Benrus Type I Class A Military Dive Watch Guide

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Benrus Type I Class A Military Dive Watch Guide

Post by andrema on Wed 11 Jan 2012, 3:44 pm

The following is a great article by H. Seung that discusses the Benrus "Type" watches and the different variants. It is a very good and informative read!! Enjoy!


Benrus Type I Class A Military Dive Watch

Review and images by H. Seung

During the final years of the Vietnam conflict, members of UDT-SEAL, Green Berets, and Special Forces were issued with the ultimate military dive watch the U.S. Military have ever issued: the Benrus Type I Class A dive watch. These amazingly durable and accurate watches have faithfully accompanied their owners on many dangerous reconnaissance and behind-the-line operations conducted in the hot and steamy jungles of Vietnam. The particular Benrus dive watch reviewed here is a 1976 issue of the Type I Class A model with full military inscriptions on the caseback which was the model commonly issued to UDT-SEAL members.

The Type I Class A dive watch has, what I would consider, the perfect dial for military dive watch, field-proven case design, and the only U.S. military issued watch to feature an automatic movement. Not only that, it was made under a military specification of its own, namely the MIL-W-50717 specification. As far as I am aware of, no other watch besides the Benrus was made under that particular specification. Also, the watch was designated CLASS A, which is essentially the highest classification awarded to military watches.

Many military equipments exhibit signs of well-regarded design philosphy, namely that form follows function. This is no exception to Benrus. The appearance of the dial, as you can see, is heavily borrowed from Rolex Submariner but with essentially no writing whatsoever - not even the manufacturer's logo - making the watch extremely legible, which is what all dive watches should strive for in the first place.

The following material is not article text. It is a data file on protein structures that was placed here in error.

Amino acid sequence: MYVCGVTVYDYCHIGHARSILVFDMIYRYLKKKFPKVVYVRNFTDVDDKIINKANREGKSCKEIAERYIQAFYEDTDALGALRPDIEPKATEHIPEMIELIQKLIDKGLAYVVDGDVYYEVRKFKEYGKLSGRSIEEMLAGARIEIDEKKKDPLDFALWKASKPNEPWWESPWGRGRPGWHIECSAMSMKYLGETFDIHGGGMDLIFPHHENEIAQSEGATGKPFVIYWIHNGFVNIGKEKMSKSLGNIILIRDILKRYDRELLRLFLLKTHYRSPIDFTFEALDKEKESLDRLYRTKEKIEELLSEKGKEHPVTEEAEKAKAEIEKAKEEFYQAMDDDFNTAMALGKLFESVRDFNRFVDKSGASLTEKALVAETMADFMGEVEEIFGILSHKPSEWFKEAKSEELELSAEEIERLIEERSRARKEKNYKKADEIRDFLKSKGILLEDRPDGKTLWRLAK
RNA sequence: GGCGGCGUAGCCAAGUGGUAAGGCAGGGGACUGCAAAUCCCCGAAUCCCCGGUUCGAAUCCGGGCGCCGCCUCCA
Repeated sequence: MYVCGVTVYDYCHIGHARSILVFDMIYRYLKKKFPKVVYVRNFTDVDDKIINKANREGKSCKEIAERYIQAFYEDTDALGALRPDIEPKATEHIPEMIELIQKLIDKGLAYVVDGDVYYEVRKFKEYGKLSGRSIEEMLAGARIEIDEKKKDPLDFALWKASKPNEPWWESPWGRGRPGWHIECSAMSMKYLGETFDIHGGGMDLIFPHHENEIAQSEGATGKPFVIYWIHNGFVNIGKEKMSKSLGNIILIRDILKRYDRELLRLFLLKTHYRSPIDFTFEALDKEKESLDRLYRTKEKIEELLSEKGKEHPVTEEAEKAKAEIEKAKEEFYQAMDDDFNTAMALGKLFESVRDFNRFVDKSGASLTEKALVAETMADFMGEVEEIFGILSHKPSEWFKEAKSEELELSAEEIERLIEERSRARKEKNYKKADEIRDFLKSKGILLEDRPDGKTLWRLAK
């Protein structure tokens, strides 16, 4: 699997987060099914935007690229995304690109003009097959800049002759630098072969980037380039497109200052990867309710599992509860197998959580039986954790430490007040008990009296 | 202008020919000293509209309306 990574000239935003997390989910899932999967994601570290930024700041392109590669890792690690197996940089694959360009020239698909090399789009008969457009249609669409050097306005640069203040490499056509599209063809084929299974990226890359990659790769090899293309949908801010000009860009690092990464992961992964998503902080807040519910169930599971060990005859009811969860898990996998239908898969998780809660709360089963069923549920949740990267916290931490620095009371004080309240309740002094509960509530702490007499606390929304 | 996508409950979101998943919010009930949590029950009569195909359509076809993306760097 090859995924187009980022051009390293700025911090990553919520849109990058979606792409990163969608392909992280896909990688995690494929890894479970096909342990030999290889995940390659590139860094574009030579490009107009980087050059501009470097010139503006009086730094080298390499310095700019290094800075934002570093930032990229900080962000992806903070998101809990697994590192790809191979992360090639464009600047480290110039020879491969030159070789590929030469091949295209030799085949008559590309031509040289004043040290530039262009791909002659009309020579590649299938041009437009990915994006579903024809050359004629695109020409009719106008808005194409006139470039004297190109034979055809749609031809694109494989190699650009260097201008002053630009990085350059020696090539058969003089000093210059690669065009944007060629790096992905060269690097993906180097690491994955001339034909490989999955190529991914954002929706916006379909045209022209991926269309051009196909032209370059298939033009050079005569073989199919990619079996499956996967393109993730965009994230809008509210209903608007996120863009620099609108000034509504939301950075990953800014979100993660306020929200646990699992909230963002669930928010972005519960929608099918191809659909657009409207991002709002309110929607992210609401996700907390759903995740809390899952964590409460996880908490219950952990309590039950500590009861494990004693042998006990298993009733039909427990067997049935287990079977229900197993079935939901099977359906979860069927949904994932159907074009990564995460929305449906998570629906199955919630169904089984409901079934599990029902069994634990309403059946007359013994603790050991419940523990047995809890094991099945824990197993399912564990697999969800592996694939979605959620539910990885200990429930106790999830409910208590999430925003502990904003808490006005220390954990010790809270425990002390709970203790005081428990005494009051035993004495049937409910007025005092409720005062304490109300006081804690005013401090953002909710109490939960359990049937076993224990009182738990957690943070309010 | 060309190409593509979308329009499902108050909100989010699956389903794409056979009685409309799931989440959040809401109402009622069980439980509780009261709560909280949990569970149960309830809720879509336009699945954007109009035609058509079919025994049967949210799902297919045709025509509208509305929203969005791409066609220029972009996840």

Luminous material, probably tritium, is applied to the hour indexes, as well as the minute, hour, and second hands. They illuminate like a charm after being exposed to a secondary light source. From the photos, it looks as though there is no luminous marker at 12 o'clock position on the bezel. Well, you've guessed it wrong. The entire inverted triangular mark glows! It's no technical marvel, but still it's like finding one of those neat concepts hidden among various military equipments from time to time.

The black plastic coated bezel is somewhat puzzling since it has 0 to 11 marks instead of the more common 0 to 59 marks found on many dive watches. My theory is that it was probably used to reference Zulu time in combat missions. The graduated minute markers present between 0 to 4 were most likely used for measuring decompression times during dives. Anyway, this unsual bezel design have been carried on to later military watches, namely Adanac and Marathon watches, so I guess it had some purpose after all.